There's no cure for most people with sickle cell anemia. However, treatments can relieve pain and help prevent further problems associated with sickle cell anemia.

Sickle Cell Anemia Challenges

Signs and symptoms of sickle cell anemia often don't appear until an infant is at least 4 months old and may include:

  • Anemia. Sickle cells are fragile. They break apart easily and die, leaving you without a good supply of red blood cells. Red blood cells usually live for about 120 days before they die and need to be replaced. But sickle cells die after an average of less than 20 days. This results in a lasting shortage of red blood cells (anemia). Without enough red blood cells in circulation, your body can't get the oxygen it needs to feel energized. That's why anemia causes fatigue.
  • Episodes of pain. Periodic episodes of pain, called crises, are a major symptom of sickle cell anemia. Pain develops when sickle-shaped red blood cells block blood flow through tiny blood vessels to your chest, abdomen and joints. Pain can also occur in your bones. The pain may vary in intensity and can last for a few hours to a few weeks. Some people experience only a few episodes of pain. Others experience a dozen or more crises a year. If a crisis is severe enough, you may need to be hospitalized.
  • Hand-foot syndrome. Swollen hands and feet may be the first signs of sickle cell anemia in babies. The swelling is caused by sickle-shaped red blood cells blocking blood flow out of their hands and feet.
  • Frequent infections. Sickle cells can damage your spleen, an organ that fights infection. This may make you more vulnerable to infections. Doctors commonly give infants and children with sickle cell anemia vaccinations and antibiotics to prevent potentially life-threatening infections, such as pneumonia.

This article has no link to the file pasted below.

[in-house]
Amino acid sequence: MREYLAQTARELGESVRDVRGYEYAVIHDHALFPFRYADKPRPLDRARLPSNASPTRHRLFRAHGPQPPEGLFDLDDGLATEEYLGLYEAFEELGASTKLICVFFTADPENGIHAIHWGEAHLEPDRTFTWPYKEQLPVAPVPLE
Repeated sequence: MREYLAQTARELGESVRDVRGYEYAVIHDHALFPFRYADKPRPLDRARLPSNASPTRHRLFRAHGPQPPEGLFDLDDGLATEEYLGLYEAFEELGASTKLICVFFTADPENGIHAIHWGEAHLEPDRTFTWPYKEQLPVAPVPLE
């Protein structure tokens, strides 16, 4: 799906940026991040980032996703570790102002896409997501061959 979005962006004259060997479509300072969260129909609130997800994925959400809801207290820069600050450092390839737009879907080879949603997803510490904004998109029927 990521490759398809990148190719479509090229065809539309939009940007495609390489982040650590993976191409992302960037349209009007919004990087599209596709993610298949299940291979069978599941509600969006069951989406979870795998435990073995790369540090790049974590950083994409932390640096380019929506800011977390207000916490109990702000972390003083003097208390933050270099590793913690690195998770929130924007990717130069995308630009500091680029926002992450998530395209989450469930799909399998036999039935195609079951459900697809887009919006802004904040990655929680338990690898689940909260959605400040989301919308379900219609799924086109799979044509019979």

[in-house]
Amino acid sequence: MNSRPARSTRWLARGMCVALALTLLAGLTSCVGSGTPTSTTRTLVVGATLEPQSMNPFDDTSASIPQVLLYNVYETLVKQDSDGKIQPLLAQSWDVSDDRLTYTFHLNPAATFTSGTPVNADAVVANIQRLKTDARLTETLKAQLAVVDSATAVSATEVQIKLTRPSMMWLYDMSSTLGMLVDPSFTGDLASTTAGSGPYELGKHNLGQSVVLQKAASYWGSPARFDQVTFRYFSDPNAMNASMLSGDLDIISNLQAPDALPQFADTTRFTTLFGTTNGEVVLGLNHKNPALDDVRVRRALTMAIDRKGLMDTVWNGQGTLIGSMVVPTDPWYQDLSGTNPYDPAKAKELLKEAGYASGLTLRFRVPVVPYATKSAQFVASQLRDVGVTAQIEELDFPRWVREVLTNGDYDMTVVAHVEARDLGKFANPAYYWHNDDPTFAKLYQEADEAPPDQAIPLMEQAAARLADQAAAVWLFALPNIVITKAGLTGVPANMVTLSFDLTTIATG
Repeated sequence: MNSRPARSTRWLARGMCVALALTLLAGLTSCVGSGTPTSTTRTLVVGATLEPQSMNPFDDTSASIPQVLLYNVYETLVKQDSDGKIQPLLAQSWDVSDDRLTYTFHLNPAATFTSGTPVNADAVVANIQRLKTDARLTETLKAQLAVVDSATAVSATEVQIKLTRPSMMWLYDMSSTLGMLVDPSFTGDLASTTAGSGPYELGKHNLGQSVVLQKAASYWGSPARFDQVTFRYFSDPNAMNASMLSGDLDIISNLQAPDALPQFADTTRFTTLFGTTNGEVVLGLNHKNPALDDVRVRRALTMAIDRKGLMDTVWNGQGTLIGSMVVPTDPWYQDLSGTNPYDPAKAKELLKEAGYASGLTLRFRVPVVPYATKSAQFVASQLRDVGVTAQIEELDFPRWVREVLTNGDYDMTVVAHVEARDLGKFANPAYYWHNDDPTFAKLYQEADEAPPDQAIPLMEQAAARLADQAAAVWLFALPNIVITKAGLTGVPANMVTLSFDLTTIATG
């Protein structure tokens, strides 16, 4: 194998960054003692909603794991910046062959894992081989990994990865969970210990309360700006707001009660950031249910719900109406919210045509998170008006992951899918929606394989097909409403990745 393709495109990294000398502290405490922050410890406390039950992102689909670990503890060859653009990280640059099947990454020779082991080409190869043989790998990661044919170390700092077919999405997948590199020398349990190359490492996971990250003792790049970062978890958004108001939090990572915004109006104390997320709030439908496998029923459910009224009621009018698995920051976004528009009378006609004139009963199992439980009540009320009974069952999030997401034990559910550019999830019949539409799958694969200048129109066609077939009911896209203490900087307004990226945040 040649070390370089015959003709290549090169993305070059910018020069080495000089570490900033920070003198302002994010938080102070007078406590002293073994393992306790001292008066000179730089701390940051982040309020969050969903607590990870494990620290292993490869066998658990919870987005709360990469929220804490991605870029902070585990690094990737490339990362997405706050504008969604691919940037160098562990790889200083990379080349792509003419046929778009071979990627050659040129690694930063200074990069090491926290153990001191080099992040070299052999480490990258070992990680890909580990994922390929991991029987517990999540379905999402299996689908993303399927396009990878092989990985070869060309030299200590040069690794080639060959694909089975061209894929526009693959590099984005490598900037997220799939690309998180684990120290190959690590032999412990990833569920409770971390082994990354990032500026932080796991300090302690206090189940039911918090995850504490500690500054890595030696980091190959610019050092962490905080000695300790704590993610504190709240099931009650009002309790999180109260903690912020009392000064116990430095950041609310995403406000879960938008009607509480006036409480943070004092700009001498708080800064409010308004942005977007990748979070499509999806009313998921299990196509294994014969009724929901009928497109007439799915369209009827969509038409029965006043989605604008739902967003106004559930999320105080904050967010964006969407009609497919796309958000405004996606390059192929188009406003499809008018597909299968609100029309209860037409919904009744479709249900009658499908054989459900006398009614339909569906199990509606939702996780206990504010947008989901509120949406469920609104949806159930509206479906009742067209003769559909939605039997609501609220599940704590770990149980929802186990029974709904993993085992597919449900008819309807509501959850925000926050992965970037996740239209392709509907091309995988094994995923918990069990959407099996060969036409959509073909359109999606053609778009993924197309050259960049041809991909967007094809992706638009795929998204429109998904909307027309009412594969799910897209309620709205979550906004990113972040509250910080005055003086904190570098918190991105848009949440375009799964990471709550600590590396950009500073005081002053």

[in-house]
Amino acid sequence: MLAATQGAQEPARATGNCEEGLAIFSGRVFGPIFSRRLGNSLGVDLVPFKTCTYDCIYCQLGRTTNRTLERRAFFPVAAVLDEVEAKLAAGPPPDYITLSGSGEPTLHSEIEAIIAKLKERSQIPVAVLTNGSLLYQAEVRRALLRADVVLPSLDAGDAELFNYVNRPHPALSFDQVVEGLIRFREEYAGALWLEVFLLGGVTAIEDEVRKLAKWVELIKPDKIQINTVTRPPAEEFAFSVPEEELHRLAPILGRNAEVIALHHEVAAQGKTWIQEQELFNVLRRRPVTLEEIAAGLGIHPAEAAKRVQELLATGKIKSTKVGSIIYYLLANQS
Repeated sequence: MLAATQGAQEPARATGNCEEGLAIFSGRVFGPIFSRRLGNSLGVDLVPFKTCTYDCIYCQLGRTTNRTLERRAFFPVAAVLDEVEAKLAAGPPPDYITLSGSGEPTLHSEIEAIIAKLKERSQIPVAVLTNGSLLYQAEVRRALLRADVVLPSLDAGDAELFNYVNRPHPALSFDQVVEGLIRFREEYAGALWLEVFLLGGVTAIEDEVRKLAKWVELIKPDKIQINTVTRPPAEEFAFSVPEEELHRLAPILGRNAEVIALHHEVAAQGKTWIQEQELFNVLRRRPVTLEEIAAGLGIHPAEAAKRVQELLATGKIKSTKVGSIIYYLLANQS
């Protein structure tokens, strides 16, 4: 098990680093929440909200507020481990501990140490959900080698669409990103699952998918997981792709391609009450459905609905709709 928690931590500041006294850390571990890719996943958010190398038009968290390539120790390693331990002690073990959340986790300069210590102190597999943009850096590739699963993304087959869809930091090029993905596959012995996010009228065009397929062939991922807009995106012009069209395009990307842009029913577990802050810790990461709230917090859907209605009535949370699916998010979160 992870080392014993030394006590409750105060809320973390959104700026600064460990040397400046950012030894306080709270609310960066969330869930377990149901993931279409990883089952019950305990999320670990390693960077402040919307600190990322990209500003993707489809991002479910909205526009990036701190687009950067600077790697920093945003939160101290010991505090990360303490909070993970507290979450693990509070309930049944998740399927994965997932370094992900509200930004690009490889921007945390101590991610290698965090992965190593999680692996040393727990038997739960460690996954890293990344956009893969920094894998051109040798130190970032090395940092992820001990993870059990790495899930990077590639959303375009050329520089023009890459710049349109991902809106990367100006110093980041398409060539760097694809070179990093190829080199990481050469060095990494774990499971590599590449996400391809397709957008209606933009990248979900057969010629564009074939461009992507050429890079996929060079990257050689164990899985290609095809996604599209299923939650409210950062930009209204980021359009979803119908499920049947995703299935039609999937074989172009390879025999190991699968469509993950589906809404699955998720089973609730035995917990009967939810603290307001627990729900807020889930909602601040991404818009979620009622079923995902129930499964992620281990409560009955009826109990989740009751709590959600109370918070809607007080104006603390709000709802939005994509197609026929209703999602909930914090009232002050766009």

• Delayed growth. Red blood cells provide your body with the oxygen and nutrients you need for growth. A shortage of healthy red blood cells can slow growth in infants and children and delay puberty in teenagers.
  • Vision problems. Some people with sickle cell anemia experience vision problems. Tiny blood vessels that supply your eyes may become plugged with sickle cells. This can damage the retina — the portion of the eye that processes visual images.

Sickle Cell Anemia Treatment

The goal of treatment is to manage and control symptoms, and to limit the number of crises. People with sickle cell disease need ongoing treatment, even when not having a crisis. It is best to get care from health care that take care of many patients with sickle cell anemia.

People with this condition should take folic acid supplements. Folic acid helps make new red blood cells.

Treatment for a sickle cell crisis includes:

  • Blood transfusions (may also be given regularly to prevent stroke)
  • Pain medicines
  • Plenty of fluids

Other treatments for sickle cell anemia may include:

  • Hydroxyurea (Hydrea). Helps reduce the number of pain episodes (including chest pain and breathing problems) in some people
  • Antibiotics. Help prevent bacterial infections, which are common in children with sickle cell disease